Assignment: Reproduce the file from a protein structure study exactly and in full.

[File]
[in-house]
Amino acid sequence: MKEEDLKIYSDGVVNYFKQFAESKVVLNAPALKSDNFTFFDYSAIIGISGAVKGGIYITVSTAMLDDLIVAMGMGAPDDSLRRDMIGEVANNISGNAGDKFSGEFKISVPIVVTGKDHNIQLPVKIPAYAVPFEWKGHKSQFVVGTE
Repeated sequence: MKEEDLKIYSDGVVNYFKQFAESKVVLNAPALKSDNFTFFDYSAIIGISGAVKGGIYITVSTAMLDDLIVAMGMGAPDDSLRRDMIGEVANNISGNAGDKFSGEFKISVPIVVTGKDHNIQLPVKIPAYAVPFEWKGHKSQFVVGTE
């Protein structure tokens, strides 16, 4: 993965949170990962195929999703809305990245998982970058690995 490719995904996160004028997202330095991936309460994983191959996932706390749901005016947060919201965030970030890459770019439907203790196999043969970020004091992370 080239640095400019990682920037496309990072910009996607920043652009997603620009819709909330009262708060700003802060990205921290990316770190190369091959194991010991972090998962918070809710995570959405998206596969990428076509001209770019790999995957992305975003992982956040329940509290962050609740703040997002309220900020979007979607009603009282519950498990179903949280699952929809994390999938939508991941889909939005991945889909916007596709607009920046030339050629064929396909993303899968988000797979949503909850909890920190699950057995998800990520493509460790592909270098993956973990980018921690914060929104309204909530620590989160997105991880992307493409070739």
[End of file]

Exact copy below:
[in-house]
Amino acid sequence: MKEEDLKIYSDGVVNYFKQFAESKVVLNAPALKSDNFTFFDYSAIIGISGAVKGGIYITVSTAMLDDLIVAMGMGAPDDSLRRDMIGEVANNISGNAGDKFSGEFKISVPIVVTGKDHNIQLPVKIPAYAVPFEWKGHKSQFVVGTE
Repeated sequence: MKEEDLKIYSDGVVNYFKQFAESKVVLNAPALKSDNFTFFDYSAIIGISGAVKGGIYITVSTAMLDDLIVAMGMGAPDDSLRRDMIGEVANNISGNAGDKFSGEFKISVPIVVTGKDHNIQLPVKIPAYAVPFEWKGHKSQFVVGTE
């Protein structure tokens, strides 16, 4: 993965949170990962195929999703809305990245998982970058690995 490719995904996160004028997202330095991936309460994983191959996932706390749901005016947060919201965030970030890459770019439907203790196999043969970020004091992370 080239640095400019990682920037496309990072910009996607920043652009997603620009819709909330009262708060700003802060990205921290990316770190190369091959194991010991972090998962918070809710995570959405998206596969990428076509001209770019790999995957992305975003992982956040329940509290962050609740703040997002309220900020979007979607009603009282519950498990179903949280699952929809994390999938939508991941889909939005991945889909916007596709607009920046030339050629064929396909993303899968988000797979949503909850909890920190699950057995998800990520493509460790592909270098993956973990980018921690914060929104309204909530620590989160997105991880992307493409070739």